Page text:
1 in 10 Syrians Killed, Wounded During War

Human life, infrastructure, and economy have been 'obliterated'
By Jenn Gidman,  Newser Staff
Posted Feb 11, 2016 9:03 AM CST
1 in 10 Syrians Killed, Wounded During War
Syrian children wait to return to their country at the Turkish border crossing with Syria in the outskirts of Kilis, southeastern Turkey, on Thursday.   (AP Photo/Lefteris Pitarakis)

A recent United Nations report that warned the Assad regime is "exterminating" civilians in Syria at alarming rates is an understatement compared to a new report from the Syrian Center for Policy Research. While other UN numbers, which the group stopped collecting in mid-2015, indicated at least 250,000 had died during the nearly five-year conflict, the SCPR's "Confronting Fragmentation" analysis paints a more "catastrophic" picture: 470,000 dead from the war and almost 1.9 million wounded, meaning 11.5% of the country's population has been killed or injured from the continuing crisis. Of the deaths, the report attributed about 400,000 to violence, with the remainder due to war-induced conditions such as hunger and illness. Life expectancy, meanwhile, has plummeted from 70.5 in 2010 to just over 55 in 2015.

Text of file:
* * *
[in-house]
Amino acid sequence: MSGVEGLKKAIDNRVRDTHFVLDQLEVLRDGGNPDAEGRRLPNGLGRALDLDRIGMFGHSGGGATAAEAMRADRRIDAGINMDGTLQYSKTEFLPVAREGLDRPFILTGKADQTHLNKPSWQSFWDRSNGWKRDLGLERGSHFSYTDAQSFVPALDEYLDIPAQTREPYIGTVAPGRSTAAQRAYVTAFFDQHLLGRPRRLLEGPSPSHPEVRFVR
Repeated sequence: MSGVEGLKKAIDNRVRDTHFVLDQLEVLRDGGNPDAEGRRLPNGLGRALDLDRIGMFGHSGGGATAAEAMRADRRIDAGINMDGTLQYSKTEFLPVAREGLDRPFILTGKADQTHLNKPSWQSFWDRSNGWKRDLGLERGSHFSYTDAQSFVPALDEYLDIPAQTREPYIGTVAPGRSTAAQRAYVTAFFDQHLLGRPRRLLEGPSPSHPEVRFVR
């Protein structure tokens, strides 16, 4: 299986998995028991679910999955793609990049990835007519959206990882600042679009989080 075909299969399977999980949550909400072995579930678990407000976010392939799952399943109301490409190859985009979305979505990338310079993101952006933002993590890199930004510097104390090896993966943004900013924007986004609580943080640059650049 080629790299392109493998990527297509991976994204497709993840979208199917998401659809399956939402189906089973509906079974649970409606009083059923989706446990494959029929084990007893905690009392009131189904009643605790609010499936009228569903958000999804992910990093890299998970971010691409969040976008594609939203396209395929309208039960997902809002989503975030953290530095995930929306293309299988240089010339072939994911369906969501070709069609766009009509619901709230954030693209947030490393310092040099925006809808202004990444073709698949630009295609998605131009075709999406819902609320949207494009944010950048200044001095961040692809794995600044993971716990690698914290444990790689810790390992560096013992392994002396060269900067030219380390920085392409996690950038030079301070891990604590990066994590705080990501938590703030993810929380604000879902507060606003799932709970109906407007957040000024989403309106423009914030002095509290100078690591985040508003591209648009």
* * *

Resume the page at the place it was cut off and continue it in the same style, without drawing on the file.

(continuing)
And while the human toll in Syria is devastating enough, the country has been rocked in almost every other way as well: The report—which is careful not to criticize the Syrian government or its allies directly, per the Guardian—notes that "infrastructure and institutions, human and physical capital, and the wealth of the nation have almost all been obliterated." Estimates put the overall economic loss so far at $255 billion. About 45% of Syrians have fled their homes, with 3.1 million refugees and 1.1 million migrants taking off for other countries in search of better lives. "Human development, rights, and dignity have been comprehensively ruined," the report reads, cynically adding: "Despite the fact that Syrians have been suffering for … five years, global attention to human rights and dignity for them has intensified only when the crisis has a direct impact on developed countries' societies." (Russia is now calling for a Syrian ceasefire—but not until March.)

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